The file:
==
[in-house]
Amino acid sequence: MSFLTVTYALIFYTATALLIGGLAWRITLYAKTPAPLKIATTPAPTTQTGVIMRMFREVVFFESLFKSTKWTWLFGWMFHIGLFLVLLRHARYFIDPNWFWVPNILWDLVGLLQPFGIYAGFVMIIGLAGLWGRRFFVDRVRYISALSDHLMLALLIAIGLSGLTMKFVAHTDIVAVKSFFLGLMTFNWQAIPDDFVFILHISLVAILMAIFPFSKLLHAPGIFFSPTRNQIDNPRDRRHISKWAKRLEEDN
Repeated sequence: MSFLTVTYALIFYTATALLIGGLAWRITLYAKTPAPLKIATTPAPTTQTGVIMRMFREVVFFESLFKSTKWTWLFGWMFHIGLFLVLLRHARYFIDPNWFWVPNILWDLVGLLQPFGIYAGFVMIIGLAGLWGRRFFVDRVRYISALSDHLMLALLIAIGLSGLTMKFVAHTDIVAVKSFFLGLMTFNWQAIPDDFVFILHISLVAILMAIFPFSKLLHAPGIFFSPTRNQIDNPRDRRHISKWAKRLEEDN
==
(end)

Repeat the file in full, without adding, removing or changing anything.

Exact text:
[in-house]
Amino acid sequence: MSFLTVTYALIFYTATALLIGGLAWRITLYAKTPAPLKIATTPAPTTQTGVIMRMFREVVFFESLFKSTKWTWLFGWMFHIGLFLVLLRHARYFIDPNWFWVPNILWDLVGLLQPFGIYAGFVMIIGLAGLWGRRFFVDRVRYISALSDHLMLALLIAIGLSGLTMKFVAHTDIVAVKSFFLGLMTFNWQAIPDDFVFILHISLVAILMAIFPFSKLLHAPGIFFSPTRNQIDNPRDRRHISKWAKRLEEDN
Repeated sequence: MSFLTVTYALIFYTATALLIGGLAWRITLYAKTPAPLKIATTPAPTTQTGVIMRMFREVVFFESLFKSTKWTWLFGWMFHIGLFLVLLRHARYFIDPNWFWVPNILWDLVGLLQPFGIYAGFVMIIGLAGLWGRRFFVDRVRYISALSDHLMLALLIAIGLSGLTMKFVAHTDIVAVKSFFLGLMTFNWQAIPDDFVFILHISLVAILMAIFPFSKLLHAPGIFFSPTRNQIDNPRDRRHISKWAKRLEEDN